Above the meat’s center, “The Stall” -- that strange moment when meat actually drops in temperature and refuses to rise -- often begins at this point, contingent on air flow and humidity. There were various theories on why this happened, but it was Prof. Greg Blonder -- the scientist in residence at AmazingRibs.com -- who proved it was cooling caused by evaporation.
A lot of BBQers fear the stall, but wise pit masters welcome it; it’s crucial to the formation of bark: that crunchy, chewy, crispy goodness that sheaths the melty, jiggly meat. More on that in a moment.
Collagen begins to denature into delicious gelatin (Meathead says he observes it starting at 160º F). Sploosh! What was once an inedible chewtoy is now one of the most flavorful parts of the beast
Steak goes from medium well to well done. Unless you work for the USDA, who think you're still in medium rare country.
Bacteria die in 30 seconds or less here. But better give it two minutes for poultry.
Beef and sheep are pasteurized instantly. But for the love of that animal’s sacrifice, don’t cook your meat this high. That’s medium well. You’re way better off cooking it at a lower temp for a longer time if you can do so without dehydrating it. Even the Dept. of Health & Human Services says it’s okay to eat whole cuts of red meat once their interior is cooked to 145º F and held there three minutes.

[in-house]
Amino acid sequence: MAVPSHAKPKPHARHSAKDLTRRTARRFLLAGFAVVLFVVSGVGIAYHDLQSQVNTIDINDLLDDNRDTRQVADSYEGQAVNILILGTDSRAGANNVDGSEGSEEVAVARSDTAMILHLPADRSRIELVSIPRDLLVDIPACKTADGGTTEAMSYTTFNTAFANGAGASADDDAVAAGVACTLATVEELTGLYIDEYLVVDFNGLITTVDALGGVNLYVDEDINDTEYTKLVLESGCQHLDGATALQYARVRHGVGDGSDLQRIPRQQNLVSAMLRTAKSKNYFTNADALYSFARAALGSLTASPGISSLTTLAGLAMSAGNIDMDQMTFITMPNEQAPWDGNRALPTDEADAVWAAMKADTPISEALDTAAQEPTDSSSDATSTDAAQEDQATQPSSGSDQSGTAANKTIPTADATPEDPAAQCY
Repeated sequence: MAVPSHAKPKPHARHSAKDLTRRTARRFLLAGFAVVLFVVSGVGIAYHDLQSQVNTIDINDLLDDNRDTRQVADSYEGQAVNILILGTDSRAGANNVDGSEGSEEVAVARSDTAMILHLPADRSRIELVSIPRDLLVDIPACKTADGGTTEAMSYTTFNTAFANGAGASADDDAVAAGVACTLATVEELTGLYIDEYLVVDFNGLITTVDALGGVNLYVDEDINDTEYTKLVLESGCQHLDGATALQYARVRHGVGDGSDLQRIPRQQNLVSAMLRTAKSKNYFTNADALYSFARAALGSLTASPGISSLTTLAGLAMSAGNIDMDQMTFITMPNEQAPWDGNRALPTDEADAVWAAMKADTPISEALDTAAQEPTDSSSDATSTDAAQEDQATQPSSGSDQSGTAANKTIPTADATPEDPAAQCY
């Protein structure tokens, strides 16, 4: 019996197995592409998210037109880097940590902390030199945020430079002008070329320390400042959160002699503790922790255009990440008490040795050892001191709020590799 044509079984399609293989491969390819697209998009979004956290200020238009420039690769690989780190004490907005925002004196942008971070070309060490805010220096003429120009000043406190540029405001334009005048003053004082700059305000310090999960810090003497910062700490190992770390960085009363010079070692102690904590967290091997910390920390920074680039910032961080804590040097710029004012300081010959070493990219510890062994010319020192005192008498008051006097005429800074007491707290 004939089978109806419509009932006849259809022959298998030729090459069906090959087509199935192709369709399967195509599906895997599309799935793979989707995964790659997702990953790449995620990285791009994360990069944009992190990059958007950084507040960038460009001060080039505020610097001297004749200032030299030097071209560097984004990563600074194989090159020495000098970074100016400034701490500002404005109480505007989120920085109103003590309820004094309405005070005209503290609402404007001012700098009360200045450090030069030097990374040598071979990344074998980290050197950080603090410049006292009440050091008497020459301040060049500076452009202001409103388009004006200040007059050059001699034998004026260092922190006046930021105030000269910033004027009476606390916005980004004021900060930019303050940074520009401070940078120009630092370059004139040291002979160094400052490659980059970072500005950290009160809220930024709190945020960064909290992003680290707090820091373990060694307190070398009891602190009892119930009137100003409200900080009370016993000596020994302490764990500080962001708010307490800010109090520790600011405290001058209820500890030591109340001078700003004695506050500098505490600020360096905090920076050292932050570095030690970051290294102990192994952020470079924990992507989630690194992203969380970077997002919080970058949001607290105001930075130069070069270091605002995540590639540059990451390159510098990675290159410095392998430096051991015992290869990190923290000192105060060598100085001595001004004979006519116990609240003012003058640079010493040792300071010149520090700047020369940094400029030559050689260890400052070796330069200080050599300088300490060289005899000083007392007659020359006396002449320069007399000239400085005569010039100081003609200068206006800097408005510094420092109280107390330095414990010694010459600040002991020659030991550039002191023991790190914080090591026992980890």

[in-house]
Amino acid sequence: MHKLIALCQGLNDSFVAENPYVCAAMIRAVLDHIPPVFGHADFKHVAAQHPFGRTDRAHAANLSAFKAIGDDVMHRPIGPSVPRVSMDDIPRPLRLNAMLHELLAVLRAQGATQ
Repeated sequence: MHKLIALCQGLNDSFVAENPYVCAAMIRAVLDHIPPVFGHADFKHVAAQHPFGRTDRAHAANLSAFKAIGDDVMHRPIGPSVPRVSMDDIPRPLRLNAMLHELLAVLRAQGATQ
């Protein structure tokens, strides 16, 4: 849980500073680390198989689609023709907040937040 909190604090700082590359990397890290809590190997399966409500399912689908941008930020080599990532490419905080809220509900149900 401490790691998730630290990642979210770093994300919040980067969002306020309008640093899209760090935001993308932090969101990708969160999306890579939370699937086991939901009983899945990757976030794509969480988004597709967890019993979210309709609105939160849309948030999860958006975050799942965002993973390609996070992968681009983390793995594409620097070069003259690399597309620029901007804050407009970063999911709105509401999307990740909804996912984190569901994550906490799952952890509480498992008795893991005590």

Burger is pasteurized. Ground meat is way more likely to carry pathogens than whole muscle, because the outside surface, where bugs live, becomes mingled with the inside and free to wander.
Your steak is finally medium, says the USDA, who are trying to keep you alive and bless them for that, but that is some tough meat according to everybody trying to eat it.
According to the government, well-done steak is pulled off the grill and served to you philistines, probably with ketchup.
Chicken and other poultry are instantly pasteurized. You can cook to this temp without ruining the meat, but much higher and Meathead warns “you’ll be eating cardboard.” Instead, try out his high/low heat zone method. “You don’t wanna go higher than 165º F, otherwise it’ll dry it out,” he explains. “But let’s say you’re going for 160º F -- if you start it on the indirect side and gently warm it, and bring it up to say, 150º/155º F, you’re still at a risky temperature, and your skin is still soft and rubbery.
“But if you then put it over direct radiant heat -- move it from the indirect side to the direct side -- now you can really crisp that skin, render the fat, and pull it off with really good crispy skin that is not burned.”